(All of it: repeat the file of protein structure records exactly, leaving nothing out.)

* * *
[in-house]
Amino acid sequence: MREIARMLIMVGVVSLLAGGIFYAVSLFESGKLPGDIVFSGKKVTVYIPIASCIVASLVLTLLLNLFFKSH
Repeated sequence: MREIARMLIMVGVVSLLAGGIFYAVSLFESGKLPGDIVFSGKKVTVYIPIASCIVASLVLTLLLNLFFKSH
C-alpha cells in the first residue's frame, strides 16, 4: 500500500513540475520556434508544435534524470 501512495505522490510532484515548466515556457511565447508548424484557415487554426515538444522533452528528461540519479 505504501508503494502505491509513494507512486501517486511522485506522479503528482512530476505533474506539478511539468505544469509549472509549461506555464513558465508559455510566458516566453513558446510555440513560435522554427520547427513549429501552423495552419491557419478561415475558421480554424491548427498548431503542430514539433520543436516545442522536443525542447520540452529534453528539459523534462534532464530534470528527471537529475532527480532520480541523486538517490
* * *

[in-house]
Amino acid sequence: MREIARMLIMVGVVSLLAGGIFYAVSLFESGKLPGDIVFSGKKVTVYIPIASCIVASLVLTLLLNLFFKSH
Repeated sequence: MREIARMLIMVGVVSLLAGGIFYAVSLFESGKLPGDIVFSGKKVTVYIPIASCIVASLVLTLLLNLFFKSH
C-alpha cells in the first residue's frame, strides 16, 4: 500500500513540475520556434508544435534524470 501512495505522490510532484515548466515556457511565447508548424484557415487554426515538444522533452528528461540519479 505504501508503494502505491509513494507512486501517486511522485506522479503528482512530476505533474506539478511539468505544469509549472509549461506555464513558465508559455510566458516566453513558446510555440513560435522554427520547427513549429501552423495552419491557419478561415475558421480554424491548427498548431503542430514539433520543436516545442522536443525542447520540452529534453528539459523534462534532464530534470528527471537529475532527480532520480541523486538517490